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Cognitive restructuring

If the source of your stress is having difficult thoughts, a proper journaling exercise could definitely help. On the left-hand side of a piece of paper, try to write out some of your worst thoughts. On the right side, jot down three positive replacement thoughts. Here’s an effective example of what this could look like:

On the left side

I will get fired for handing in this report so late.

On the right side

I am a human being, and I can make mistakes. My manager will understand. I scored well on the last performance review; there’s nothing to be concerned about.

Physical contact

A 2021 study proved that physical contact can easily reduce the stress hormone cortisol. You don’t need someone else to help, but we agree that this would definitely fix it. You can try placing your hand over your heart and tightly wrapping your arms around your shoulders in a self-hug.

Mindfulness activities

Another 2019 research review discovered that activities grounded in mindfulness theories can easily activate our parasympathetic nervous system (we previously mentioned the rest-and-digest state) and reduce your heart rate. If you have the option, try to do yoga or even trauma-informed yoga, meditate, or even practice tai chi.

The benefits of self-soothing

Self-soothing is an extremely useful skill that will help you feel more in control of your emotions and alleviate mental and physical symptoms like stress, anxiety, and, of course, trauma. This particular psychological “red zone” usually happens when we are experiencing high levels of distress.

You could consider distress as existing on a continuum that starts from zero to 10. Of course, 10 is the most distressed you’ve ever been. The red zone usually happens when we are at a 7 out of 10, or even higher.

Trust me, when we are there, we don’t have the capacity to think or act rationally. The goal is to get out of that red zone and stay out of it for as long as possible. Self-soothing activities can also help you do that.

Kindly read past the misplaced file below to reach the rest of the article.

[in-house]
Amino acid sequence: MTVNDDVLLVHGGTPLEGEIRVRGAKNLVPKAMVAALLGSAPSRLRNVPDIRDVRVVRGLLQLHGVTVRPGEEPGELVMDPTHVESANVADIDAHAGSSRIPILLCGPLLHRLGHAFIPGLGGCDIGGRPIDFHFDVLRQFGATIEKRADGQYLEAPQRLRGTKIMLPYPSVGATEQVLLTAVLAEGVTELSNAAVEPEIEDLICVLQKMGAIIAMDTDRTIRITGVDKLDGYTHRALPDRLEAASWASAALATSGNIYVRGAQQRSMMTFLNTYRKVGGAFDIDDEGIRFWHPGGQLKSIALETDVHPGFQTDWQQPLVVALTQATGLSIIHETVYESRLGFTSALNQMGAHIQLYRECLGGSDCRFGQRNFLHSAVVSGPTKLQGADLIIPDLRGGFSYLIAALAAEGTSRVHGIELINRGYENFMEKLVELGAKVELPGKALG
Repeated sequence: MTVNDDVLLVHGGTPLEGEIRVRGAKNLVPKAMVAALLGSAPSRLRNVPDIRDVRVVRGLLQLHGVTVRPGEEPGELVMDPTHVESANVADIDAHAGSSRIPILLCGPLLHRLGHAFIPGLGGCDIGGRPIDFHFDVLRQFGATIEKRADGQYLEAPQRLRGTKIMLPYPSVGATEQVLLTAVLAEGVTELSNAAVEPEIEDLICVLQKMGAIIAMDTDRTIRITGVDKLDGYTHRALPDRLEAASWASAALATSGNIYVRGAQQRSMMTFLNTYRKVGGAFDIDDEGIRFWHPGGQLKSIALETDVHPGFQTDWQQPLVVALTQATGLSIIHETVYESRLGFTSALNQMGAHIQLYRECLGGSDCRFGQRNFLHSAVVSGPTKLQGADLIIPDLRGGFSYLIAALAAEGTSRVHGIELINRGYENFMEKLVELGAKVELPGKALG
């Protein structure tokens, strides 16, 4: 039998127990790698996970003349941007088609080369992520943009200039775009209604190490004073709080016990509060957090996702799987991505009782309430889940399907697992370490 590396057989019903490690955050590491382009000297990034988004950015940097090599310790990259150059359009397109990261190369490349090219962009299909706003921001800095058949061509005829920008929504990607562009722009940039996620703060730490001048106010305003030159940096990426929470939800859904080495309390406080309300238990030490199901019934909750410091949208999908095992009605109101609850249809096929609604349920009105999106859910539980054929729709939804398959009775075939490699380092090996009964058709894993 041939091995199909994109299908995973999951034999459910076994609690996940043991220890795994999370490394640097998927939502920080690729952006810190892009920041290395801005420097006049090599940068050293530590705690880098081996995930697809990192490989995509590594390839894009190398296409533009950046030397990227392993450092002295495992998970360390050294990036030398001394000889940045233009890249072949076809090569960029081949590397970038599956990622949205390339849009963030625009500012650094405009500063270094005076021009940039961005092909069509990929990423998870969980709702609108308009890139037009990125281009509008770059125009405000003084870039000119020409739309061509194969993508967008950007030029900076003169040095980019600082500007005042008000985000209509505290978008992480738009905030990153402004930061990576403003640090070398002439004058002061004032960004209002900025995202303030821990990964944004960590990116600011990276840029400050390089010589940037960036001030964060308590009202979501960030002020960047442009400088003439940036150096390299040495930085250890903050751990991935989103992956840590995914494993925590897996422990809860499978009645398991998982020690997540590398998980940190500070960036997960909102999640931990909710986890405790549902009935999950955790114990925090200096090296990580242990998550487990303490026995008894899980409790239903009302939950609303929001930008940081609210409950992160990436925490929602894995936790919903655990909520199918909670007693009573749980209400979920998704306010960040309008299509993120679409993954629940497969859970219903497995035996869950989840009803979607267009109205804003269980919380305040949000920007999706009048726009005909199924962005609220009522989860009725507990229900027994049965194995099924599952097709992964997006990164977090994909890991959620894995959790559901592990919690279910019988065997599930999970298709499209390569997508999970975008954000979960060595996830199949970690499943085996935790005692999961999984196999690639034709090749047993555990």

A look at self-soothing in DBT

Dialectical Behavior Therapy (DBT) is one of the third-wave behavioral therapies that are deeply rooted in the Cognitive-Behavioral Therapy tradition but also mindfulness-based interventions. At its origins, DBT was meant to help people who feel extremely intense emotions, especially those who are diagnosed with Emotionally Unstable Personality Disorder (previously known as Borderline Personality Disorder).

Moreover, DBT is an intervention meant to treat the emotional dysregulation that could appear in a wide range of mental health issues, including depression, bipolar disorder, eating disorders, and substance abuse problems. However, it also applies to life crises like stress, burnout, grief, and trauma.

Generally, a DBT therapist equips clients with the needed skills to embrace radical acceptance, distress tolerance, and other self-soothing techniques. The point is to educate people about the functionality of their old ways of coping with emotional dysregulation, like substance abuse, binge eating, and social withdrawal.

Ultimately, the client is encouraged to accept that, for the moment, their old coping methods were the best way to help them regulate extremely distressing emotions. Learning distress tolerance also implies learning self-soothing techniques that can effectively regulate emotions without using self-defeating behaviors that could be damaging.

If you found this article interesting, I’m happy to let you know that we have many other interesting tools and theories on how to live the life you wish for. Next, we recommend you read this interesting piece: Subtle Signs of Dementia: 6 Important Things You Need to Know